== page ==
Western Sydney Local Health District public health unit will visit all high schools in western Sydney to administer the first of three Human papillomavirus vaccinations to male students.
In a world-first initiative announced by Federal Health Minister, Tanya Pilbersek, more than 280,000 school boys across Australia will join more than one million girls aged 12-16 years who have already been fully vaccinated against HPV under the school vaccination program.
A health district spokeswoman said the vaccination, called Gardasil, is highly effective in preventing infection with the four most common strains of HPV infection, including the strains that most commonly cause cancer.
HPV is the name given to a group of viruses that affect males and females.
Most people who are sexually-active will have a genital HPV infection during their lifetime.
Most will suffer no symptoms and the virus will go away by itself, but in some cases, the infection can cause cancer.
Vicky Sheppeard, public health unit manager for the health unit said Gardasil will protect boys from cancer and genital warts, and continue to reduce the rates of cervical cancer among women.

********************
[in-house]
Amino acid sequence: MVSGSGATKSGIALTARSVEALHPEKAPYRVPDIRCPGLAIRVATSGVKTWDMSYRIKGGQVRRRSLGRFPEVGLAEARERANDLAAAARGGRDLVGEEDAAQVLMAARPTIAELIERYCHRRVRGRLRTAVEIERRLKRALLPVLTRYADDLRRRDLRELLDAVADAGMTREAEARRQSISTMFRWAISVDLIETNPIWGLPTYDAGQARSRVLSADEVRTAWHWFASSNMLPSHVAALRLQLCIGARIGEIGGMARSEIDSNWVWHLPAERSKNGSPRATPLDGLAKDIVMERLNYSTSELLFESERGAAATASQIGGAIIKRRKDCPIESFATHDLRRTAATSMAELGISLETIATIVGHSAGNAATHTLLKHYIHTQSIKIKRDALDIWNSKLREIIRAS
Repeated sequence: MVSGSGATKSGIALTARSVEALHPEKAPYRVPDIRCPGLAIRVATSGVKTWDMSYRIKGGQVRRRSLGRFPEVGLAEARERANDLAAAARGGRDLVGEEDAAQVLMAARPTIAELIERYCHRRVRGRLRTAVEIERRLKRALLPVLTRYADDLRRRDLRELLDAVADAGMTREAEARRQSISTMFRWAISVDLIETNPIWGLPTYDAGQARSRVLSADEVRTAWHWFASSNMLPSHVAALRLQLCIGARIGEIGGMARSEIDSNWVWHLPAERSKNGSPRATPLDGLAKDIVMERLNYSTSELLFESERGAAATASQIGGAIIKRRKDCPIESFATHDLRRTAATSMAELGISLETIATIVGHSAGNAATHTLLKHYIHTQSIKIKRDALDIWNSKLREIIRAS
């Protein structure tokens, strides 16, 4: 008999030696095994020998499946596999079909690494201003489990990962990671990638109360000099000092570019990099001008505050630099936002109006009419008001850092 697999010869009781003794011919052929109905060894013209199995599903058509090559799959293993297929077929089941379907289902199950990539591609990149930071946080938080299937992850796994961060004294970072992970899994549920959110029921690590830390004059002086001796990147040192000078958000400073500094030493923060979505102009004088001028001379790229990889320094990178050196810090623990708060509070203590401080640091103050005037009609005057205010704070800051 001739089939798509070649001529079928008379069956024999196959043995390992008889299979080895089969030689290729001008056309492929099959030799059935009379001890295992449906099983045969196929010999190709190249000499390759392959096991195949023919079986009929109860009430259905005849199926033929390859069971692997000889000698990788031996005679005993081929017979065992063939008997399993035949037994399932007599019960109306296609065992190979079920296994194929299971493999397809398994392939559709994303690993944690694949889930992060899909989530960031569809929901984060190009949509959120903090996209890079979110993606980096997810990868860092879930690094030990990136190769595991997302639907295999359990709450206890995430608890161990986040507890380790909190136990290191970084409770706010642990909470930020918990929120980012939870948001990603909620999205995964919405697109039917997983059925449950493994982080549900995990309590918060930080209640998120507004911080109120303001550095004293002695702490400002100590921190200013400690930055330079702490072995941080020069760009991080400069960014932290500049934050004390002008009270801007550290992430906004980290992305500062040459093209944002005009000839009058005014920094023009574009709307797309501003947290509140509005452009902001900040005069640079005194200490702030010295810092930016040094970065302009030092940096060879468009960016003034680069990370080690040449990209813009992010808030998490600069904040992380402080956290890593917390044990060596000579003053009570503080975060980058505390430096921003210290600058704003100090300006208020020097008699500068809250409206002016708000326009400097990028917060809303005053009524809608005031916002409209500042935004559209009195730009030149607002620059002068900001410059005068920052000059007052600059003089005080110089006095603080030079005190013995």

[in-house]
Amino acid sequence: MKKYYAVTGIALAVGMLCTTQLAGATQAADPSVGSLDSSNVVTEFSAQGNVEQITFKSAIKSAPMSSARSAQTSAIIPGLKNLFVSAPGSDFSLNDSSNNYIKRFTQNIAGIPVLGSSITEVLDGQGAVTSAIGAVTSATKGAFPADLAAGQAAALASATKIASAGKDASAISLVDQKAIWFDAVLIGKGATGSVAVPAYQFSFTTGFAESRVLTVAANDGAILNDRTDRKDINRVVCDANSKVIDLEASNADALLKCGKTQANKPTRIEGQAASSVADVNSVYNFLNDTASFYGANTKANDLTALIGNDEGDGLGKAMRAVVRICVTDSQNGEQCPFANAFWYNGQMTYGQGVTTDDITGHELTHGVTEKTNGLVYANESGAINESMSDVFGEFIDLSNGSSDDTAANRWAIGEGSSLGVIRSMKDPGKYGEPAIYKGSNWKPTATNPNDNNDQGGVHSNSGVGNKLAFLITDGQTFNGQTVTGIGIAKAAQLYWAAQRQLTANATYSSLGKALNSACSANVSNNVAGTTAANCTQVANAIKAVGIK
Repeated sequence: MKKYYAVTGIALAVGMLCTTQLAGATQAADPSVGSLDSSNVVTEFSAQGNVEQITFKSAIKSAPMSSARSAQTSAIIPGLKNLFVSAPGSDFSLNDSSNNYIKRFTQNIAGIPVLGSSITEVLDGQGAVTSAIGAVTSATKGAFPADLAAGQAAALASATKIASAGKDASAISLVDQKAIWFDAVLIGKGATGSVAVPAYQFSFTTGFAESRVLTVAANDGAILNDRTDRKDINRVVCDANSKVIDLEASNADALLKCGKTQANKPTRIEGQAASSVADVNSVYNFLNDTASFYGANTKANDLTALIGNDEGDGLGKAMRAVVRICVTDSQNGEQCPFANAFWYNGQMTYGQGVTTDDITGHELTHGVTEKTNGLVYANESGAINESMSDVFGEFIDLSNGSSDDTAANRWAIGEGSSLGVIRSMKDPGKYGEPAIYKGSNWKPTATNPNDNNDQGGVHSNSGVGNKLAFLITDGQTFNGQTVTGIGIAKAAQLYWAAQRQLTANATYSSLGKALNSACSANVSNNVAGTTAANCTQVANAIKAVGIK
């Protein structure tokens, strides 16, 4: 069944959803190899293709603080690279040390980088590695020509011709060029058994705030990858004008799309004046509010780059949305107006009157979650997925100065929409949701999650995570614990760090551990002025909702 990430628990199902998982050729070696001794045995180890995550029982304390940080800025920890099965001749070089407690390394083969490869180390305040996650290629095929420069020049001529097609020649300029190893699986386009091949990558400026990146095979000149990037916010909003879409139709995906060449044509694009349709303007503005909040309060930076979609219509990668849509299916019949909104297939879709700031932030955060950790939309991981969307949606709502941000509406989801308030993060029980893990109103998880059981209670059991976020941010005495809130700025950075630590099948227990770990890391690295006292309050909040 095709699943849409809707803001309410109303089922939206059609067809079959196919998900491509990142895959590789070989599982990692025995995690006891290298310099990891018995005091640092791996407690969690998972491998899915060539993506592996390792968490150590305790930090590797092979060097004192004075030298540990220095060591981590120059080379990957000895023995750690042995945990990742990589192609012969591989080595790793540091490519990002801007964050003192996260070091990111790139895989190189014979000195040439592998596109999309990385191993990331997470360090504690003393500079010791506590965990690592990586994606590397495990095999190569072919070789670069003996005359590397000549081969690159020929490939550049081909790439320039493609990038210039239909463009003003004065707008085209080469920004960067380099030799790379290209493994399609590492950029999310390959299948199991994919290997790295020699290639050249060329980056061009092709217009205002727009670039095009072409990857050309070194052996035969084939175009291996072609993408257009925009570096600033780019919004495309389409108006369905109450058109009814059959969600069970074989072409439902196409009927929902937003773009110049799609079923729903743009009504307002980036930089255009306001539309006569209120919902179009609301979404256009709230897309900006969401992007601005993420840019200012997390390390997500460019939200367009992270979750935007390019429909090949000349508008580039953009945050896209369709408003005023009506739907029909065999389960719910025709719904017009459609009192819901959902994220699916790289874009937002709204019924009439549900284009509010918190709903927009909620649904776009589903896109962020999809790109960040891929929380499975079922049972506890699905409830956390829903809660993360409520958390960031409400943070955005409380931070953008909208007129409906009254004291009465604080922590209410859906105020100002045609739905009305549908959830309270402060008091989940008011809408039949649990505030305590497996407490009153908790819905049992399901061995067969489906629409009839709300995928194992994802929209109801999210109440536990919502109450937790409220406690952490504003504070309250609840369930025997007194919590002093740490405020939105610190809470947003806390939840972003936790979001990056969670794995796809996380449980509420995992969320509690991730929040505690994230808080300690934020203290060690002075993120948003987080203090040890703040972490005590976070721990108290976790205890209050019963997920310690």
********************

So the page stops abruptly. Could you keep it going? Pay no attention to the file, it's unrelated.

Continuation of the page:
“The HPV virus infects four out of five sexually active people at some point in their lives and is linked to cancer and other disease," Dr Sheppeard said.
“Extending the program to males will reduce HPV-related cancers and disease in the future.”
As part of health district's high school vaccination program, nurses will visit all high schools in western Sydney to administer the first vaccination over the next few months, starting next week.
Year 7 students in NSW are also offered vaccination against diseases, including diphtheria-tetanus-whooping cough (dTpa), hepatitis B and varicella (chicken pox).
“Last year, WSLHD’s Public Health Unit administered more than 45,000 vaccines to school students across western Sydney, as part of its high school vaccination program,” said Dr Sheppeard.
“We visit all schools across western Sydney, up to three or four times a year.”
Vaccinations are delivered by qualified immunisation providers, but only if parents and guardians provide their consent.
Since the HPV vaccination program started in 2007 there has been a reduction in HPV-related infections in young women and a reduced incidence of genital warts in males and females. There has also been a reduction in pre-cancerous lesions in young women.
The school-based HPV vaccine program has been available to Year 7 girls in NSW since 2007.
Parents, students and health professionals can find more information at australia.gov.au/hpv.